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The German Federal Data Protection Act has separate provisions for data processing in the public and private sectors. In addition, Germany has special privacy provisions for electronic information and communication services (telemedia) and yet another set of privacy rules for the providers of services that transmit electronic signals. All these laws apply to some extent to the providers of online services. Through these laws Germany transposed European Union (EU) Directives 95/46 and 2002/58, albeit in a very complex and differentiated manner. Some German experts find that this complexity interferes with the requirement of transparency in that it keeps consumers from being aware of their rights and from exercising them.

In keeping with the Directives, Germany generally prohibits the collection and use of personal data unless the law specifically permits this or the data subject has given his or her informed consent. German law also follows the Directives on issues relating to rights and remedies of data subjects, security requirements, restrictions on location data, minimization of data, and safeguards against transmitting personal data to third countries with lesser standards of protection. The German provisions, however, often call for the balancing of competing interests and the application of the principle of proportionality. These provisions have resulted in an extensive and varied case law.

In Germany, data protection has constitutional dimensions that flow from the guarantees of human dignity and personhood. From these, the Federal Constitutional Court (FCC) crafted the right of informational self-determination that permits the processing of personal data only if authorized by statue or by consent of the data subject. In 2008, the FCC expanded these principles by articulating a constitutional guarantee of the confidentiality and integrity of IT systems. In 2010, the FCC struck down a German law transposition of the EU Data Retention Directive, for violating the principle of proportionality and the individual’s rights of personhood.

Germany has a Federal Data Protection Agency and sixteen state data protection agencies. These often act in concert when making recommendations on how the consumer may navigate safely through the Internet. In addition, German experts often discuss the data protection problems that arise from the widespread collection of data by search engines and social media, and the use of these data to profile the data subject for commercial purposes. Although German law prohibits these practices unless informed consent has been given and although German law applies to any collection of data on German soil, Germany cannot enforce these laws against global players.

I. Legal Framework

Privacy in online services is in part governed by the data protection provisions of the German Telemedia Act (TMA) (§§ 11–16).[1] This Act regulates electronic information and communication services (hereafter telemedia service providers) irrespective of whether their services are gratuitous or fee-based,[2] thus applying to search engines, news groups, chat rooms, and social media.[3] The Federal Data Protection Act (FDPA)[4] also applies to these online services, except where the TMA more specific provisions.[5] In addition, the privacy provisions of the Telecommunications Act (TCA) (§§ 87–116)[6] apply to various technical aspects of telemedia activities.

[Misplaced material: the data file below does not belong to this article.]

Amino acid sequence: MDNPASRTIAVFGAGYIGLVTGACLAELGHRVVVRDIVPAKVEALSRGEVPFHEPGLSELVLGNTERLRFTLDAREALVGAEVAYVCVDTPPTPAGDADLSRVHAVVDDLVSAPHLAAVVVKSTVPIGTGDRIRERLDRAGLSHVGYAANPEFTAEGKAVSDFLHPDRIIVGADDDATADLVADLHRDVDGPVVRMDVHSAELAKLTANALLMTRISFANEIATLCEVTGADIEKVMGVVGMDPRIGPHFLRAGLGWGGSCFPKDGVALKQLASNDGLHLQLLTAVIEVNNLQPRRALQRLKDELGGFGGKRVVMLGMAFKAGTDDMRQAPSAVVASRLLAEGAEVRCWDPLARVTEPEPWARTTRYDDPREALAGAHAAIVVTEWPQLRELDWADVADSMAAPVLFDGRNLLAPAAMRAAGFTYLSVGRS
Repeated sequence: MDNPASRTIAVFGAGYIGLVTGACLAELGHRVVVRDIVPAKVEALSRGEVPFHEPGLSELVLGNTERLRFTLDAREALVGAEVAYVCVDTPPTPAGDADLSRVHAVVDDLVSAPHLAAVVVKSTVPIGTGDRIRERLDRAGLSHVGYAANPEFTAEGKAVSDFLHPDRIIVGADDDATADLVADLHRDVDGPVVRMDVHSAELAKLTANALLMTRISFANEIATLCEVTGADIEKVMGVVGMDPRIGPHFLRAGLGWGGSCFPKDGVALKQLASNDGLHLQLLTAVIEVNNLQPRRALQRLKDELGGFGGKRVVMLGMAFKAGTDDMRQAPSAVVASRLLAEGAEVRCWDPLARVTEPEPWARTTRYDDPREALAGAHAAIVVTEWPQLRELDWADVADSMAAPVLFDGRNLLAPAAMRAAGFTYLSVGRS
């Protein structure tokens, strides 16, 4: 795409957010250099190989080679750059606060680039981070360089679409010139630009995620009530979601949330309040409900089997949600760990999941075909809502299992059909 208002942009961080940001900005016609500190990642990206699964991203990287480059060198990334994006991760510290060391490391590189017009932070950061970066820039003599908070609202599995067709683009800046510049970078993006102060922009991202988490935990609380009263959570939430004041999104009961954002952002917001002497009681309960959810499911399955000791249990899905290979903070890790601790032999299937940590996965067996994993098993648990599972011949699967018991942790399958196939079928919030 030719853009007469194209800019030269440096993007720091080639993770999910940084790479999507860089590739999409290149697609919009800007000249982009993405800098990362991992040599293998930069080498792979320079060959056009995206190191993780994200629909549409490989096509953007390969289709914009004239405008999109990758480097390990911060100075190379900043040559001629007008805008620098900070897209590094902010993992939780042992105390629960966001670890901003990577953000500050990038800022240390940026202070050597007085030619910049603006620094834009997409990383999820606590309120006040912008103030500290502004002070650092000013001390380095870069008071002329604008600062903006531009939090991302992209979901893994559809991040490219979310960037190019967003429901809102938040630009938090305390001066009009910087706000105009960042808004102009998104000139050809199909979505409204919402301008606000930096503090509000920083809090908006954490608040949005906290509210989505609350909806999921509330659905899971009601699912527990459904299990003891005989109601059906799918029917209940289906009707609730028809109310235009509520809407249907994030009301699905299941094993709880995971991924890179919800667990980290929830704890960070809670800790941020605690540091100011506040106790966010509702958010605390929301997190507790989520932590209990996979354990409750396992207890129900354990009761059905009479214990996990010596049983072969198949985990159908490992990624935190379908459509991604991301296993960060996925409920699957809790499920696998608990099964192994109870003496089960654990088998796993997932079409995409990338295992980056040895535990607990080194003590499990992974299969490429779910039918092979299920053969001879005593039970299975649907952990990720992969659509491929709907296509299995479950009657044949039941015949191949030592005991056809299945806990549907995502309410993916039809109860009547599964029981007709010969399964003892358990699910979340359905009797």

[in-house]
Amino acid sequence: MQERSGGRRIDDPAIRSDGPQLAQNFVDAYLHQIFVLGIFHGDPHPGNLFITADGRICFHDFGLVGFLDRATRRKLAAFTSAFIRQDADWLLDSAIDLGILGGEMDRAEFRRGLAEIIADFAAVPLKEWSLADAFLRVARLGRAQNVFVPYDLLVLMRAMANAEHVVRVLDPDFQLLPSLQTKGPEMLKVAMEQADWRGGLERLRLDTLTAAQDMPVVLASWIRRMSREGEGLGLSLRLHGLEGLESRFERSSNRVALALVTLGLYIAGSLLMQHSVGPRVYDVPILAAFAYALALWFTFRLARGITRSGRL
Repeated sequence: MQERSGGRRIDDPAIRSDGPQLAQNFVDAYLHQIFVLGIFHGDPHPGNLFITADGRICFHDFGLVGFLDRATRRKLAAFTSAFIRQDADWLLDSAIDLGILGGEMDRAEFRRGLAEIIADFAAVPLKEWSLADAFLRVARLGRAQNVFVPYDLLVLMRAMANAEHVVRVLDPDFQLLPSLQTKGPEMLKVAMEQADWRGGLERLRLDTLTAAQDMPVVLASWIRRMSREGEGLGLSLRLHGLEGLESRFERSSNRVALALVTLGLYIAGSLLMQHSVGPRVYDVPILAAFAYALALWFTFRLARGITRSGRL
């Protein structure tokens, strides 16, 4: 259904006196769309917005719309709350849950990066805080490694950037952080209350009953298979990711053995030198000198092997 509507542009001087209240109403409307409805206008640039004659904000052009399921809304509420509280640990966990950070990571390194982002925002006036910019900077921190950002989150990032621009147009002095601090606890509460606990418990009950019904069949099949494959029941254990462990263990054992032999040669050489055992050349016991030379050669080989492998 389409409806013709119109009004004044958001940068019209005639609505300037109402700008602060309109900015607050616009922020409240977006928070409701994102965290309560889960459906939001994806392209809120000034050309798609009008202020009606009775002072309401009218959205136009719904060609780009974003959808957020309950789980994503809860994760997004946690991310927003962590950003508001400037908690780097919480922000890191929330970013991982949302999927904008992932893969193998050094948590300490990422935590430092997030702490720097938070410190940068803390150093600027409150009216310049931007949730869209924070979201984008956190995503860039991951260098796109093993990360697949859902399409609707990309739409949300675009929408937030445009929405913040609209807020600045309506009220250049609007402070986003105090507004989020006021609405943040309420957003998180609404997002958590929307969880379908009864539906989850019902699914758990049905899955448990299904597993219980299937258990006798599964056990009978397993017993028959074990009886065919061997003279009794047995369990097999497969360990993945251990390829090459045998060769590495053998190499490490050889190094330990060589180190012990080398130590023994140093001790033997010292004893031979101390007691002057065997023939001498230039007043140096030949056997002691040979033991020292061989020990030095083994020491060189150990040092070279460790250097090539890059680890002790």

Germany transposed the European Union (EU) Data Privacy Directive (Directive 95/46)[7] through the TMA as well as the FDPA, making use of the Directive’s permission to enact sector- specific legislation.[8] German also made use of the Directive’s permissible “margin for maneuvering”[9] by crafting some detailed legal concepts that are not contained in the Directive but adhere to its spirit.[10]

The German legislation also deviates from the wording of the Directive but not its meaning by adhering to pre-existing German terminology and concepts. In particular, the German  legislation  distinguishes  between  data  collection,  processing  and  use  instead  of employing the term “data processing” for all these activities, as is done in the Directive.[11] In addition, the German FDPA retained its pre-Directive structure of having separate rules for the public and private sectors, as well as general provisions that apply to both sectors. Of these, only the private sector rules (FDAP §§ 27–38a) and the general provisions (§§ 1–11) apply to telemedia service providers.

Germany transposed the e-privacy Directive (Directive 2002/58)[12] primarily through the Telecommunications Act.[13] Germany had transposed the EU Data Retention Directive[14] in sections 113a and 113b of the Telecommunications Act,[15] but the Federal Constitutional Court voided these provisions as unconstitutional,[16] and German politicians have since then been unable to agree on how to reword these provisions, while the EU Commission initiated proceedings against Germany’s tardiness.[17] Germany transposed Directive 2009/136[18] only in part through amendments to the Telecommunications Act.[19] In particular, Parliament could not reach an agreement on the transposition of the all-important “cookie provision”[20] (see below, section VI).